@nikomatsakis

This comment has been minimized.

Contributor

nikomatsakis commented Jul 7, 2018

So, yes, to pull out my concern:

I think we should include some text in the lint (possibly in a --explain page) advising people how we recommend modeling the extern binding case. I think that @oli-obk's suggestion of MAX - V + 1 is ok, I personally also feel allowing the lint with a comment is ok too, though it may surprise some readers.

Presumably nobody will object to including such text, but I'd like it included in the RFC to help ensure it's not forgotten.

@Ixrec

This comment has been minimized.

Contributor

Ixrec commented Jul 7, 2018

This is part of why I've been reluctant to have deny-by-default lints at all. Ultimately it's probably silly to deny ourselves of the option, but it does feel like it just makes the range of diagnostic settings we offer that much more complex.

Perhaps what is missing for me is a good guideline of what makes something a deny-by-default lint: I guess it is "this is almost certainly a bug -- but there are a few legitimate reasons that are quite uncommon"?

FWIW, before today I was honestly under the impression that deny-by-default lints existed only because we allow users to deny lints and lints have a default status, so the possibility just sort of exists on its own unless we actively prevent it from existing, and we've only started hearing about it recently because it turned out to be ideal for "this would be a hard error if we had a time machine" lints.

Several warn-by-default lints already arguably meet "this is almost certainly a bug", so maybe the non-time machine criterion is more like "the cases where you want this are so rare or so domain-specific you should explicitly annotate them with an #[allow()]". I do think const FOO: u32 = -1; meets that bar. In fact, I'm still don't understand why anyone would prefer that to MAX or !0 or whatever (outside of autogenerated-from-C code where you probably #[allow()] dozens of other lints already).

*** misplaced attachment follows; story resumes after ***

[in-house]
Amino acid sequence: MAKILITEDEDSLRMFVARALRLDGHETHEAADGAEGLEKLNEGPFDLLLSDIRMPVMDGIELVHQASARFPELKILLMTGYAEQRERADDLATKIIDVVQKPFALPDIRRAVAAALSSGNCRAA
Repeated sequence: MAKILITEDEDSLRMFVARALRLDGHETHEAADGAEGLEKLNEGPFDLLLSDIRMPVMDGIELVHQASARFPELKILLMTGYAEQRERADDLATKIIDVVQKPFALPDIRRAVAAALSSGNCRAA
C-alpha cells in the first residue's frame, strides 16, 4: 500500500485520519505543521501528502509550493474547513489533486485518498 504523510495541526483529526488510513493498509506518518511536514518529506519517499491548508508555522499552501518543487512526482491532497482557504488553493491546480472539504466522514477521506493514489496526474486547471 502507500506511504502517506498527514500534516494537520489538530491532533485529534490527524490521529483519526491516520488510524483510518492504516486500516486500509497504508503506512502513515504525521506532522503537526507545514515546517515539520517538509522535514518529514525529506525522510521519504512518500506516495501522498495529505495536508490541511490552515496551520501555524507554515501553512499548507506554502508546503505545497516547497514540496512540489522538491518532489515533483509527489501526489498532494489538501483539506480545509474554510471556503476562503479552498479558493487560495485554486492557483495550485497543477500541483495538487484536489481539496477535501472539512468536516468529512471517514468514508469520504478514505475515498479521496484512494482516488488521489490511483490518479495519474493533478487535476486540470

@RalfJung

This comment has been minimized.

Member

RalfJung commented Jul 7, 2018

Much of this discussion has been about const FOO: u32 = -1; so I kind of assumed that would compile right now, but it actually does not -- and neither does let foo : u32 = -1. Both complain that you cannot use unary - on things of type u32. So, there's not even any working code that would need @oli-obk's suggestion, is there?

So, the only code that currently compiles that would make the lint fire is things like let x : u8 = 256; or const FOO : i32 = 0x80000000;. I do not see any good reason to be compatible with that part of C. The lint can just suggest to use 0x80000000 as i32 instead, right?

@scottmcm

This comment has been minimized.

Member

scottmcm commented Jul 8, 2018

@nikomatsakis

Perhaps what is missing for me is a good guideline of what makes something a deny-by-default lint

My test: Is this something that's going to make what I'm trying right now not work?

An unused function isn't going to keep another function from working. Extra parens aren't going to keep something from working. An unused .clone() call is bad for perf, but isn't going to keep it from working. Whereas for i in 0..256, if it overflows, is going to make it not do what I wanted.